Last month, retired Justice David Souter delivered the commencement address at Harvard.  His speech was a veiled challenge to proponents of originalism. Some commentators, such as Washington Post columnist E.J. Dionne, Slate‘s Dahlia Lithwick,  and TalkLeft’s Big Tent Democrat were impressed.  Others, not so much.

In today’s WSJ, Northwestern University’s John McGinnis and USD’s Michael Rappaport take issue with Justice Souter, suggesting he misunderstands original meaning jurisprudence and inadvertently justifies the jurisprudential methodology that produced such horrors as Plessy v. Ferguson.  Here is a taste:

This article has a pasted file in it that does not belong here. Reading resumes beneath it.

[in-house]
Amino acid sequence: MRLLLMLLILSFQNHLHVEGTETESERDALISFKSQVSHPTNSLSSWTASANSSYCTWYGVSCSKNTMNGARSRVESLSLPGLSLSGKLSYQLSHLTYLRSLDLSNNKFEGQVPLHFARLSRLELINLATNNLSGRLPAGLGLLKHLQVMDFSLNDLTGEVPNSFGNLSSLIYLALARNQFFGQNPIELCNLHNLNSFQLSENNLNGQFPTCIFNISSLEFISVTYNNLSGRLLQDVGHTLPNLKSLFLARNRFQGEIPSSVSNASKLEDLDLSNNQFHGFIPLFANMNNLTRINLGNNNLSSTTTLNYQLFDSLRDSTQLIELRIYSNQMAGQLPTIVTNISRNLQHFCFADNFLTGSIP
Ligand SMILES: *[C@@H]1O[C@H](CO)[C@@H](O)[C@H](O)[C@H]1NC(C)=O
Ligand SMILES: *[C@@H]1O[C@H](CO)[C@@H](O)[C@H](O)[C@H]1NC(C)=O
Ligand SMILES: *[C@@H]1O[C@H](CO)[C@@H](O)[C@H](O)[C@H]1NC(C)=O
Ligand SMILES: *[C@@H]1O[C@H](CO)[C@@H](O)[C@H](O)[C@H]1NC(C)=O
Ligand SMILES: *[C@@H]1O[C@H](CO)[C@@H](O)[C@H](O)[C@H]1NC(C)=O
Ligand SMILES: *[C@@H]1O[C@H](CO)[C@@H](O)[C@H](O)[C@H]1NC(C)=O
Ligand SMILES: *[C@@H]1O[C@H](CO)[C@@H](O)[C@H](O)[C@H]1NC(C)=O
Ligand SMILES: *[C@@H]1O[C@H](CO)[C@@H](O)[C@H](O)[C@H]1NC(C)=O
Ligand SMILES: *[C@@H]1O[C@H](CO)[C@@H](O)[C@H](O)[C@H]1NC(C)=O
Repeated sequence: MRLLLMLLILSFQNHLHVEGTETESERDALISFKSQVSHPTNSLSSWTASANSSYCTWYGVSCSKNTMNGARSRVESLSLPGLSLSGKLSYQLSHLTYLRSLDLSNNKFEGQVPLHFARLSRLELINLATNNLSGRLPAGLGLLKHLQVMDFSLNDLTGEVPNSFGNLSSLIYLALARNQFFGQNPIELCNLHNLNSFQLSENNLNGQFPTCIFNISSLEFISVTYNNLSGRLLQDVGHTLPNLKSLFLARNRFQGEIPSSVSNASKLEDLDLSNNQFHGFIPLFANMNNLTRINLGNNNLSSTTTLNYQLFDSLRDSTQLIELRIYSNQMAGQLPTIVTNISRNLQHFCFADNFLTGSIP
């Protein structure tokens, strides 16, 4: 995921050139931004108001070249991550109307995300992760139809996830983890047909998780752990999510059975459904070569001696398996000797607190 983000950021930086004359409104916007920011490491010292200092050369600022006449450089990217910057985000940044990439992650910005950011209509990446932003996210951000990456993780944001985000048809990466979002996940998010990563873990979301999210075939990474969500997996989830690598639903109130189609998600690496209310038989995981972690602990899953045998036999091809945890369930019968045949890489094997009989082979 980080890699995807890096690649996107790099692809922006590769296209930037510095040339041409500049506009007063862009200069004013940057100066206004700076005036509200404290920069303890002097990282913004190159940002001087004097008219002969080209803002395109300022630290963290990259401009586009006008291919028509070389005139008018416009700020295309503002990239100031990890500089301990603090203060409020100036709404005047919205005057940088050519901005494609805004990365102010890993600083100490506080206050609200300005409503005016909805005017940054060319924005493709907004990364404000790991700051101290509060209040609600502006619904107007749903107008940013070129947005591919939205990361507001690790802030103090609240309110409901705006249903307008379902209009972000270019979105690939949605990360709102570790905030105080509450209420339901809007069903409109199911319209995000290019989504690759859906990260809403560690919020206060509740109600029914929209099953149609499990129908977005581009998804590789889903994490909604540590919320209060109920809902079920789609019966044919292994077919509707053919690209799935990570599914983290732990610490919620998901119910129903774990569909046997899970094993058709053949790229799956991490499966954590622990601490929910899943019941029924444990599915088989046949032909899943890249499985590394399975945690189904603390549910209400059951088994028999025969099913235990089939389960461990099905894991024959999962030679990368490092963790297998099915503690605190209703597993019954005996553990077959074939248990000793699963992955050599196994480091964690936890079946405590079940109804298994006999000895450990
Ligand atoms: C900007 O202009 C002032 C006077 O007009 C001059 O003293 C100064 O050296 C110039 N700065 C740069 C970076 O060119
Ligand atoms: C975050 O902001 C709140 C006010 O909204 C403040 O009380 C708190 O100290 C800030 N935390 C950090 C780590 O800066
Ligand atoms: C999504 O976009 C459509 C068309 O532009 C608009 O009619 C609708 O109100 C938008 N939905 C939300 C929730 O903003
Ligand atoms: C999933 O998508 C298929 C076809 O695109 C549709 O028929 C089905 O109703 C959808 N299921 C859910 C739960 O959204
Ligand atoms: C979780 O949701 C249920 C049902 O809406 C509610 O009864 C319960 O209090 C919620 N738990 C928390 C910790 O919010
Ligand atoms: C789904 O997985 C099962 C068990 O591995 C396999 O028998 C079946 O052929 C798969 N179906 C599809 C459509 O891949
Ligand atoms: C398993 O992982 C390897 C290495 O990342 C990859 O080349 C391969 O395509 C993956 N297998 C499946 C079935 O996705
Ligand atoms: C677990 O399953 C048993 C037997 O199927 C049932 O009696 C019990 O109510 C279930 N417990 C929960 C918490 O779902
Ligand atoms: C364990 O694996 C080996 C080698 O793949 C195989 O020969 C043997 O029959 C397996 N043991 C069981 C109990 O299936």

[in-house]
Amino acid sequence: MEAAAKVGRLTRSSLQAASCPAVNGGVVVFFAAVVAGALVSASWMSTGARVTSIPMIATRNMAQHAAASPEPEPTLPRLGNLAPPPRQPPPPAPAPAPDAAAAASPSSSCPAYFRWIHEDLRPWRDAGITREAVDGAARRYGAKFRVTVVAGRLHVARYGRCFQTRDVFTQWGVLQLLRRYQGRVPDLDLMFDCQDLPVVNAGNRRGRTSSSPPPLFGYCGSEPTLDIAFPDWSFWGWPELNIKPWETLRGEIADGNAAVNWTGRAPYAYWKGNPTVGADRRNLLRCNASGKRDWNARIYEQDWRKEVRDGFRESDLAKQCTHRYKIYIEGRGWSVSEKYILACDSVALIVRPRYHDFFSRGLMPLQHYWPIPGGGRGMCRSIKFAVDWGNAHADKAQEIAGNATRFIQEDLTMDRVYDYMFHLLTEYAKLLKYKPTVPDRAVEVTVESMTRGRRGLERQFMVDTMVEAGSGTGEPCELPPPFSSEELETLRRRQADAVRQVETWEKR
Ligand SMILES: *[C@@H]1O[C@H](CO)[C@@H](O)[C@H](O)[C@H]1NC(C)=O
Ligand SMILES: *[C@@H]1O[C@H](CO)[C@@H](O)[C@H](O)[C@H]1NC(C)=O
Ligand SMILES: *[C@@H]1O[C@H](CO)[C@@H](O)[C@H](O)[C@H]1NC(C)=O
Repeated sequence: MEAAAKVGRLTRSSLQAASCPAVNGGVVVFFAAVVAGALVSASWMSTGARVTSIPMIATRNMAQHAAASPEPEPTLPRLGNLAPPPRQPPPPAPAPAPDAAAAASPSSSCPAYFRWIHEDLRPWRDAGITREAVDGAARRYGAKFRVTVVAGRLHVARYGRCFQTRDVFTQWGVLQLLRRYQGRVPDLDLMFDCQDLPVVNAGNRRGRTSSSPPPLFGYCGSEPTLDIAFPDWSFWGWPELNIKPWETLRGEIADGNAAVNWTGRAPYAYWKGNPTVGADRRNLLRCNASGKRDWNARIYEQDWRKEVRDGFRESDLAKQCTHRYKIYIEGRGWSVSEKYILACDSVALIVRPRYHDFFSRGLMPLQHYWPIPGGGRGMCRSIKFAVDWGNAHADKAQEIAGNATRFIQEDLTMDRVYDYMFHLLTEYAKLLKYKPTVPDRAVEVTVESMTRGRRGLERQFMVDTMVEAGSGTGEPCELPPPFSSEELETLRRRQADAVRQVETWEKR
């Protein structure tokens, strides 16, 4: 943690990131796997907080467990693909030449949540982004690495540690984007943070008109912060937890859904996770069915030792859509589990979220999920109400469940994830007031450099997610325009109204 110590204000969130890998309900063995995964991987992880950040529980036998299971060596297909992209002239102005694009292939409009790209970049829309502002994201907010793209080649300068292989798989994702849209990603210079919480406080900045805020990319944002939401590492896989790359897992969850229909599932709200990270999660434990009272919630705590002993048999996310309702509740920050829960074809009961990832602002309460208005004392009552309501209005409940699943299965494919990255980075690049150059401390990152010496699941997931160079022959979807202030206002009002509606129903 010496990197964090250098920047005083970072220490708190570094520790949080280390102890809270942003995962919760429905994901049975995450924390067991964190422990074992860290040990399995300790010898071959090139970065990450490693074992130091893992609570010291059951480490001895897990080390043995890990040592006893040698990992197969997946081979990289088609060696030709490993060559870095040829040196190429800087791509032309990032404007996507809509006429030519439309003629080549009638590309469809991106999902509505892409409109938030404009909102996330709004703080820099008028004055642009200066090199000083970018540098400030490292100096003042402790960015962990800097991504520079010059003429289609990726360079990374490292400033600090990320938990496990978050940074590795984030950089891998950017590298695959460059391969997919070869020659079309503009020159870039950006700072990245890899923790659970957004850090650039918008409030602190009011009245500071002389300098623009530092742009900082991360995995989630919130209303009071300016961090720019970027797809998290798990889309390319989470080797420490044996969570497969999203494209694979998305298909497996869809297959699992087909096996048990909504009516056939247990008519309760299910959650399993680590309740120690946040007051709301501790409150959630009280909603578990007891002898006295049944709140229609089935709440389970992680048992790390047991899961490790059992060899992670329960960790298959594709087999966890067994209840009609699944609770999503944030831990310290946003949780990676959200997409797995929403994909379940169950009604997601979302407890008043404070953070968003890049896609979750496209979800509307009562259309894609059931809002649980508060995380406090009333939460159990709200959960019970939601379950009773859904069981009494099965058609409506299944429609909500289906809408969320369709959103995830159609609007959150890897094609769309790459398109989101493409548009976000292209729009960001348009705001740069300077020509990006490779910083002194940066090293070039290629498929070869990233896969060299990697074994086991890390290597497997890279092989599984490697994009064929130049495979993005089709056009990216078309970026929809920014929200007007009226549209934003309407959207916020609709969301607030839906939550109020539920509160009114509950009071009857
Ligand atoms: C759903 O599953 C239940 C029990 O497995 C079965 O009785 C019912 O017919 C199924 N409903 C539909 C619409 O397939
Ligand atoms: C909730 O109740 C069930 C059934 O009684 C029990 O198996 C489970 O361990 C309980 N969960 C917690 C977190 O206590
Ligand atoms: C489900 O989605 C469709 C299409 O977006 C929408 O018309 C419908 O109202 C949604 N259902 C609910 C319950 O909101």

At the recent Harvard commencement, retired Supreme Court Justice David Souter attacked what he regards as the “simplistic” model of giving the Constitution a “fair reading.” A judge, he said, must determine which of the conflicting constitutional values should become our fundamental law by taking account of new social realities. . . .

Justice Souter actually provided a primer on how not to be a judge. He made up a Constitution that never was to justify a kind of judicial power that was never intended. . . .

Justice Souter recognizes that his method of interpreting the Constitution is indeterminate, but he argues that it is necessary to put our trust in justices to reach just results. The historical reality is that this interpretive method permitted justices to create a Constitution of their own contrivance in the service of injustice.

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Public Opinion, Anti-Discrimination Law, and the Civil Rights Act of 1964